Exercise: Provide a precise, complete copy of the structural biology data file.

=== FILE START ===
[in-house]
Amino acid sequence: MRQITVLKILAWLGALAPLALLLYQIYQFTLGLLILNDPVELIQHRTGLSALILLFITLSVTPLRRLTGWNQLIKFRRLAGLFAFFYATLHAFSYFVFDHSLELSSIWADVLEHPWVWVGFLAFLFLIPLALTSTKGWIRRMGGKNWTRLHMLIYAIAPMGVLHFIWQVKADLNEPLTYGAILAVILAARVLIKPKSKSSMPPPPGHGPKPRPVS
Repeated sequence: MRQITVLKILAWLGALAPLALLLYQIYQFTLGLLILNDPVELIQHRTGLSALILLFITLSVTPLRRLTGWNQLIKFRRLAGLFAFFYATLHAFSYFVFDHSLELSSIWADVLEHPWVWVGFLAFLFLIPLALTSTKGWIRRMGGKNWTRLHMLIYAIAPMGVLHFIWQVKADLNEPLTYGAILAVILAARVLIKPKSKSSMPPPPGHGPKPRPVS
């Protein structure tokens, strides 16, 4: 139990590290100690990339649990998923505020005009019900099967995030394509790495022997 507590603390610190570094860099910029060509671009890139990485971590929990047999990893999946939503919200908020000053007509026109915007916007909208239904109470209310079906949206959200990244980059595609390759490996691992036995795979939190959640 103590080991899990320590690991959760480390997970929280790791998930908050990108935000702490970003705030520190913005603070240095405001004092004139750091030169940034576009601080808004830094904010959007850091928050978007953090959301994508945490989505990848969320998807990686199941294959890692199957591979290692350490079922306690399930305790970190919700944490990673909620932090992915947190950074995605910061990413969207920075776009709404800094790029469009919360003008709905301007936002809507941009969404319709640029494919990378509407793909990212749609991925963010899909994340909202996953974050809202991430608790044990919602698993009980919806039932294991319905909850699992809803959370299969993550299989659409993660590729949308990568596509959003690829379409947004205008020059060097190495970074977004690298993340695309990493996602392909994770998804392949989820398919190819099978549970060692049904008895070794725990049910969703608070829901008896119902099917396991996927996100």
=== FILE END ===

[in-house]
Amino acid sequence: MRQITVLKILAWLGALAPLALLLYQIYQFTLGLLILNDPVELIQHRTGLSALILLFITLSVTPLRRLTGWNQLIKFRRLAGLFAFFYATLHAFSYFVFDHSLELSSIWADVLEHPWVWVGFLAFLFLIPLALTSTKGWIRRMGGKNWTRLHMLIYAIAPMGVLHFIWQVKADLNEPLTYGAILAVILAARVLIKPKSKSSMPPPPGHGPKPRPVS
Repeated sequence: MRQITVLKILAWLGALAPLALLLYQIYQFTLGLLILNDPVELIQHRTGLSALILLFITLSVTPLRRLTGWNQLIKFRRLAGLFAFFYATLHAFSYFVFDHSLELSSIWADVLEHPWVWVGFLAFLFLIPLALTSTKGWIRRMGGKNWTRLHMLIYAIAPMGVLHFIWQVKADLNEPLTYGAILAVILAARVLIKPKSKSSMPPPPGHGPKPRPVS
């Protein structure tokens, strides 16, 4: 139990590290100690990339649990998923505020005009019900099967995030394509790495022997 507590603390610190570094860099910029060509671009890139990485971590929990047999990893999946939503919200908020000053007509026109915007916007909208239904109470209310079906949206959200990244980059595609390759490996691992036995795979939190959640 103590080991899990320590690991959760480390997970929280790791998930908050990108935000702490970003705030520190913005603070240095405001004092004139750091030169940034576009601080808004830094904010959007850091928050978007953090959301994508945490989505990848969320998807990686199941294959890692199957591979290692350490079922306690399930305790970190919700944490990673909620932090992915947190950074995605910061990413969207920075776009709404800094790029469009919360003008709905301007936002809507941009969404319709640029494919990378509407793909990212749609991925963010899909994340909202996953974050809202991430608790044990919602698993009980919806039932294991319905909850699992809803959370299969993550299989659409993660590729949308990568596509959003690829379409947004205008020059060097190495970074977004690298993340695309990493996602392909994770998804392949989820398919190819099978549970060692049904008895070794725990049910969703608070829901008896119902099917396991996927996100």